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David Vogelpohl: For those familiar when you create a wordpress.org account. One of the questions. It asks you, when you create the account is what is your WordPress origin story. So I was led to ask that.
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David Vogelpohl: And interviews, like this. So, it needed. We’ll go ahead and start with you. You told us your Genesis origin story. What was your WordPress origin story.
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Anita: Well, back in 2005 when I separate it from my second marriage. I was taking care of my mom staying home and I was already doing web development work but HTML.
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Anita: And I wanted to pick up something else and WordPress was one of those. So I started working with WordPress back in 2005
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Anita: And so it just took off from there and I happened to meet online. I can’t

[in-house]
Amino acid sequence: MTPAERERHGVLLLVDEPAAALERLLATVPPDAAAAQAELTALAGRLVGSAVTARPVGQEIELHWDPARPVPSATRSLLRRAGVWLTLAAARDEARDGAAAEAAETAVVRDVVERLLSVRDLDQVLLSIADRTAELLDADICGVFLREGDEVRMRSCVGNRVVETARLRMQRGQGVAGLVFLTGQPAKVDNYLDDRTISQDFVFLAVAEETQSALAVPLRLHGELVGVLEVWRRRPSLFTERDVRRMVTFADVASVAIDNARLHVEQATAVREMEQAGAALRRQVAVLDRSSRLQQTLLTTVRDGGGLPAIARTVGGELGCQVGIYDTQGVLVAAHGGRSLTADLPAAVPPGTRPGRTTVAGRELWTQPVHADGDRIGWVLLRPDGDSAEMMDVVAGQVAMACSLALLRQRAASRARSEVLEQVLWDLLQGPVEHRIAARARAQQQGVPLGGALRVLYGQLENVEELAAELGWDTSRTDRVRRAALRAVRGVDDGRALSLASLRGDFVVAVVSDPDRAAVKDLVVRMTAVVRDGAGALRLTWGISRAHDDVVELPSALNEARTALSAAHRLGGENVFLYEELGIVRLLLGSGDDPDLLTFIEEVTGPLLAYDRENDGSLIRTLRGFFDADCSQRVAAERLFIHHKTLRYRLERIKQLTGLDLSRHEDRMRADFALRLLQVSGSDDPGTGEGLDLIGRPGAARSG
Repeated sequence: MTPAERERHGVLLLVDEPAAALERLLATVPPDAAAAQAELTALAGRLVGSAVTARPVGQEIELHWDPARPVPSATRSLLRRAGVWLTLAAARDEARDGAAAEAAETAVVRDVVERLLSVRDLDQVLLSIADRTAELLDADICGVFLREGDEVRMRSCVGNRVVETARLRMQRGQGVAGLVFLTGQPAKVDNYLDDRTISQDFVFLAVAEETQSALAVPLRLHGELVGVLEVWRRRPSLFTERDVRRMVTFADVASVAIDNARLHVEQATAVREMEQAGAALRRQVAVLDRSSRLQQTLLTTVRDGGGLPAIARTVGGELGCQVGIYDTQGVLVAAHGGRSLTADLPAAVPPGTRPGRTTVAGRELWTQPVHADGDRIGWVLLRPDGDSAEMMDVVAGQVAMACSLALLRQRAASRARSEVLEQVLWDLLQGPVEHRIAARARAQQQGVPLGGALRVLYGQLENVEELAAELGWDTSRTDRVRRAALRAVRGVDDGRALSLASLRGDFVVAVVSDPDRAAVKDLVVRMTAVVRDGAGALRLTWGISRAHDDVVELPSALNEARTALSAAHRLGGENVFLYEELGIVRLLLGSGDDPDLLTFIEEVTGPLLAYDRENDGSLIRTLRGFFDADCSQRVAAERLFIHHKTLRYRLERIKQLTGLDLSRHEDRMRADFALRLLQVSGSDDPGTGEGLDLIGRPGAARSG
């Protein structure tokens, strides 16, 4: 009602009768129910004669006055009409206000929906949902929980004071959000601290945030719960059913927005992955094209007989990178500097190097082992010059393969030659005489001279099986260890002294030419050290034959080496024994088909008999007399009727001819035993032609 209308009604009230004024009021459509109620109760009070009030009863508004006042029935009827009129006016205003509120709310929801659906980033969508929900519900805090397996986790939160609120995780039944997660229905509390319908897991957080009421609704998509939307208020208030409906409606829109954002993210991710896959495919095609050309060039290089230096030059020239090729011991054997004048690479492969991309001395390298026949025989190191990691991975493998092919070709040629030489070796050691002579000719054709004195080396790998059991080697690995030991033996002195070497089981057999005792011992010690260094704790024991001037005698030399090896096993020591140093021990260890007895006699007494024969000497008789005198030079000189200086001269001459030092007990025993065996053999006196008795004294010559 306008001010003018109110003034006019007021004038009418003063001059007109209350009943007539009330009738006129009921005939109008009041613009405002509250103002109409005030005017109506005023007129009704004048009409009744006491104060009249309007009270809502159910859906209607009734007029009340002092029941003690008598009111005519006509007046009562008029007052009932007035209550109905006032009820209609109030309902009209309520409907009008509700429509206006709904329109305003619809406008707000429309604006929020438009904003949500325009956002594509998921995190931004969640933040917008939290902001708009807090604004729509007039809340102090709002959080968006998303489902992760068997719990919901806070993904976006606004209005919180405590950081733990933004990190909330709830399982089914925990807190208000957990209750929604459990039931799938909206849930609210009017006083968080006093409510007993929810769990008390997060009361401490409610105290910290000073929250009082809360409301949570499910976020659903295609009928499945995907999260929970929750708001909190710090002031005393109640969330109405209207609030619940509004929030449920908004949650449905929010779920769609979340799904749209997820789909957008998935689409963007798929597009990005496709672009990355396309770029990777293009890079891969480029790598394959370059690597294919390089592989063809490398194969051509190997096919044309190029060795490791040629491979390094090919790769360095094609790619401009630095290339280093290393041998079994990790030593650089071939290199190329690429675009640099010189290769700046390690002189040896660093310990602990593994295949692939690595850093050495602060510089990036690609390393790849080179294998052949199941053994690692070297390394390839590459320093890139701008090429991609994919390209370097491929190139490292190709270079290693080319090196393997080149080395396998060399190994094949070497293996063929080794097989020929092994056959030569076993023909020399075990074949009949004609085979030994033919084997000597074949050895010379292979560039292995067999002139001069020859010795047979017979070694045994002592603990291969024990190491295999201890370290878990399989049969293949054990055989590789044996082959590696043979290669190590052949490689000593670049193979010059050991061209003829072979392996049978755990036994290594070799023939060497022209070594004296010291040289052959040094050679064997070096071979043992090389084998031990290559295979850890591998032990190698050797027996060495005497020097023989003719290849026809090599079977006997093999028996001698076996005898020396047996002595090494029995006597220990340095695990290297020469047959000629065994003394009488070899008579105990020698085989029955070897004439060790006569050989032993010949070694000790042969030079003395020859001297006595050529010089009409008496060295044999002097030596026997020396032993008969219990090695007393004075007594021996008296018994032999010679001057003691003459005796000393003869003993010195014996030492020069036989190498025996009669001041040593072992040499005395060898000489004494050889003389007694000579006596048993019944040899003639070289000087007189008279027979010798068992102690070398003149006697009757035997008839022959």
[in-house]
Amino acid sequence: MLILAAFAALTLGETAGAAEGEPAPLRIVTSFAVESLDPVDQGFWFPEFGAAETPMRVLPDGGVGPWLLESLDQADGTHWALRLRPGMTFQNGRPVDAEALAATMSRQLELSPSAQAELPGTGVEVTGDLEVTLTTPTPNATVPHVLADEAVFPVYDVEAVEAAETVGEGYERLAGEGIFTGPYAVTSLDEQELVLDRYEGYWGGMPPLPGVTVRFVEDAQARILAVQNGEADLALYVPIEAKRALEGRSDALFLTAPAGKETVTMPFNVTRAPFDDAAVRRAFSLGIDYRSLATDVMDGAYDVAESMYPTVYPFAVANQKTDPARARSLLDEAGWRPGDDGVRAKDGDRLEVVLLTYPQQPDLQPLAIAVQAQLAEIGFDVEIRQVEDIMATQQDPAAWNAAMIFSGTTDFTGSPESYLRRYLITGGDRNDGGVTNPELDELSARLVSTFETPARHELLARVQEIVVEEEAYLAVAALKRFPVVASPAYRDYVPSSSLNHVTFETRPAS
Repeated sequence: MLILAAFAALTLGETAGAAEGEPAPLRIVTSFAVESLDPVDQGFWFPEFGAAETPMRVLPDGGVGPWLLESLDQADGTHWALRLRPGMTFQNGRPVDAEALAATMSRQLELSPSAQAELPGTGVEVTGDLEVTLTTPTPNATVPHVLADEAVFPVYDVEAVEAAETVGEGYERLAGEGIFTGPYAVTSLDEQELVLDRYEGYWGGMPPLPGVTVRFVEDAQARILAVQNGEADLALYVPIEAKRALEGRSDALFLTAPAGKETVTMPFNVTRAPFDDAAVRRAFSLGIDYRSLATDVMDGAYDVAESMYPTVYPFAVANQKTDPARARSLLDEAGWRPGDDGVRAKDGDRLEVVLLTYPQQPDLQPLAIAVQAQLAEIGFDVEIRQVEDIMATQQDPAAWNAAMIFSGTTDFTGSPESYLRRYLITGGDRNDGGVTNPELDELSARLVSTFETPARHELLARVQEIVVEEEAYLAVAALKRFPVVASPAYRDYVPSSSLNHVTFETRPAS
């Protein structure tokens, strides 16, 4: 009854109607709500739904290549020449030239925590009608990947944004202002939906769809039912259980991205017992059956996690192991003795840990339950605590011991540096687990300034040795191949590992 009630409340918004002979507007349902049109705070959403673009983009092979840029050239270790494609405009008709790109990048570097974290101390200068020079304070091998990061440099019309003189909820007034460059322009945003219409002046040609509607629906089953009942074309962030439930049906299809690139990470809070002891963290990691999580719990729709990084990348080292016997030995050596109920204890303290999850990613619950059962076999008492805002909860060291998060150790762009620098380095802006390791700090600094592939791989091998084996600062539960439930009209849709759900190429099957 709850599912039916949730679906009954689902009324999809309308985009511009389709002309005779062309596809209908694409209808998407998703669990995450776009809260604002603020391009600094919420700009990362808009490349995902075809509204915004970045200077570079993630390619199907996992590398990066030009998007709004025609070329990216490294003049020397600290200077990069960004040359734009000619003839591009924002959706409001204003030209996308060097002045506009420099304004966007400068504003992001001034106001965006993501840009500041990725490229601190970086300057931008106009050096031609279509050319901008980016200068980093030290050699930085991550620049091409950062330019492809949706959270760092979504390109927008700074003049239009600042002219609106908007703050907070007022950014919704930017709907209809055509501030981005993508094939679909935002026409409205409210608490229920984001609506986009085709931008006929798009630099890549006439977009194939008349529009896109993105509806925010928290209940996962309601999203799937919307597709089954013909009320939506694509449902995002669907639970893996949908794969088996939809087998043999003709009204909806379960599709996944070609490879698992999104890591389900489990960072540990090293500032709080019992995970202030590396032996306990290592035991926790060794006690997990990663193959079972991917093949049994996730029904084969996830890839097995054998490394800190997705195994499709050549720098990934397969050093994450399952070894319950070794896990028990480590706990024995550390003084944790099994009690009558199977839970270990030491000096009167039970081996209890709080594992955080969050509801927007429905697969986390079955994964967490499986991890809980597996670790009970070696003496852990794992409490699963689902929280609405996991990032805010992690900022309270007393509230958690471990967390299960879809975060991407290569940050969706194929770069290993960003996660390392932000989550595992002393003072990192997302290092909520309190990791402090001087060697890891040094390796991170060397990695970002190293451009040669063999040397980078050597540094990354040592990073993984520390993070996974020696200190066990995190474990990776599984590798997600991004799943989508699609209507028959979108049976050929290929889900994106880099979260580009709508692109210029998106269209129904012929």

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Anita: I can’t think of his name right off the bat, but he’s since passed away. It’s like on the tip of my tongue and I can’t remember his name. But I met him through his plugin.
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Anita: He was like one of the first people that I reached out to about how to use plugins and he passed away a couple years ago.
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Anita: And so from that point having that one connection led me to another connection with them WordPress and I decided
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Anita: To totally get away from Juma and just stick with WordPress and so I did that the whole time. And then I’ve kind of stumbled across revolution to with the themes there.
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Anita: And as soon as I started working with those then Brian, you know, they introduced Genesis. So that’s kind of like how that happened there.